Tomaso Giovanni Albinoni was born in Venice in 1671, eldest son of a wealthy paper merchant. At an early age he became proficient as a singer and, more notably, as a violinist, though not being a member of the performers' guild he was unable to play publicly so he turned his hand to composition. His first opera, Zenobia, regina de Palmireni, was produced in Venice in 1694, coinciding with his first collection of instrumental music, the 12 Sonate a tre, Op.1. Thereafter he divided his attention almost equally between vocal composition (operas, serenatas and cantatas) and instrumental composition (sonatas and concertos).
Until his father's death in 1709, he was able to cultivate music more for pleasure than for profit, referring to himself as "Dilettante Veneto" - a term which in 18th century Italy was totally devoid of unfavorable connotations. Under the terms of his father's will he was relieved of the duty (which he would normally have assumed as eldest son) to take charge of the family business, this task being given to his younger brothers. Henceforth he was to be a full-time musician, a prolific composer who according to one report, also ran a successful academy of singing.
A lifelong resident of Venice, Albnoni married an opera singer, Margherita Raimondi (d 1721), and composed as many as 81 operas several of which were performed in northern Europe from the 1720s onwards. In1722 he traveled to Munich at the invitation of the Elector of Bavaria to supervise performances of I veri amici and Il trionfo d'amore as part of the wedding celebrations for the Prince-Elector and the daughter of the late Emperor Joseph I.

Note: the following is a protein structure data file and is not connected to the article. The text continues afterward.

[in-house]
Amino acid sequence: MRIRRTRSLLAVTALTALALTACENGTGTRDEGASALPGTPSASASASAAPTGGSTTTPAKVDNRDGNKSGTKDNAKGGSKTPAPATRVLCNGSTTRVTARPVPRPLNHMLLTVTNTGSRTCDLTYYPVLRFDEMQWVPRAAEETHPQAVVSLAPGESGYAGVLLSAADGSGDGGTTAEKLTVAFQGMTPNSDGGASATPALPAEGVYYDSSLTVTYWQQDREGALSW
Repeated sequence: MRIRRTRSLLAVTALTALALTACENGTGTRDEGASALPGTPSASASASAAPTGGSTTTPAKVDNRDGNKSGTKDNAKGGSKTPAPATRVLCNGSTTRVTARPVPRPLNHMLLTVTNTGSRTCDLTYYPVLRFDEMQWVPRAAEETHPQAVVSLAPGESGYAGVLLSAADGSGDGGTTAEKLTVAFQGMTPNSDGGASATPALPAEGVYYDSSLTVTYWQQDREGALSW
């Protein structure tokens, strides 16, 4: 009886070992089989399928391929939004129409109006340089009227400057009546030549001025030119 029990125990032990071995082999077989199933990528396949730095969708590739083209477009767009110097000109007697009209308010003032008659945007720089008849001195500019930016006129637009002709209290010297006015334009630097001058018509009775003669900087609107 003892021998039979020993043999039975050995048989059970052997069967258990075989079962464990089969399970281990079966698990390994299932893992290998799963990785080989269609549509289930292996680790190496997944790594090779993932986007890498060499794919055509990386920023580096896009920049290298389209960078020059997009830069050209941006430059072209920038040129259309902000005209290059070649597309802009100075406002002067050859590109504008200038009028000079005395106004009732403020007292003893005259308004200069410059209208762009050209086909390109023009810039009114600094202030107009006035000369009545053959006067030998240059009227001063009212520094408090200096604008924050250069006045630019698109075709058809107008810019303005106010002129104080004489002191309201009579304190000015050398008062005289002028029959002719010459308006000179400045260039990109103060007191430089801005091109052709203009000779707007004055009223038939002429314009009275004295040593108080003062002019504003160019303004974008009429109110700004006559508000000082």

Most of his operatic works have been lost, having not been published during his lifetime. Nine collections of instrumental works were however published, meeting with considerable success and consequent reprints; thus it is as a composer of instrumental music (99 sonatas, 59 concertos and 9 sinfonias) that he is known today. In his lifetime these works were favorably compared with those of Corelli and Vivaldi, and his nine collections published in Italy, Amsterdam and London were either dedicated to or sponsored by an impressive list of southern European nobility.
Albinoni was particularly fond of the oboe, a relatively new introduction in Italy, and is credited with being the first Italian to compose oboe concertos (Op. 7, 1715). Prior to Op.7, Albinoni had not published any compositions with parts for wind instruments.
The concerto, in particular, had been regarded as the province of stringed instruments. It is likely that the first concertos featuring a solo oboe appeared from German composers such as Telemann or Handel. Nevertheless, the four concertos with one oboe (Nos. 3, 6, 9 and 12) and the four with two oboes (Nos. 2, 5, 8 and 11) in Albinoni's Op.7 were the first of their kind to be published, and proved so successful that the composer repeated the formula in Op.9 (1722).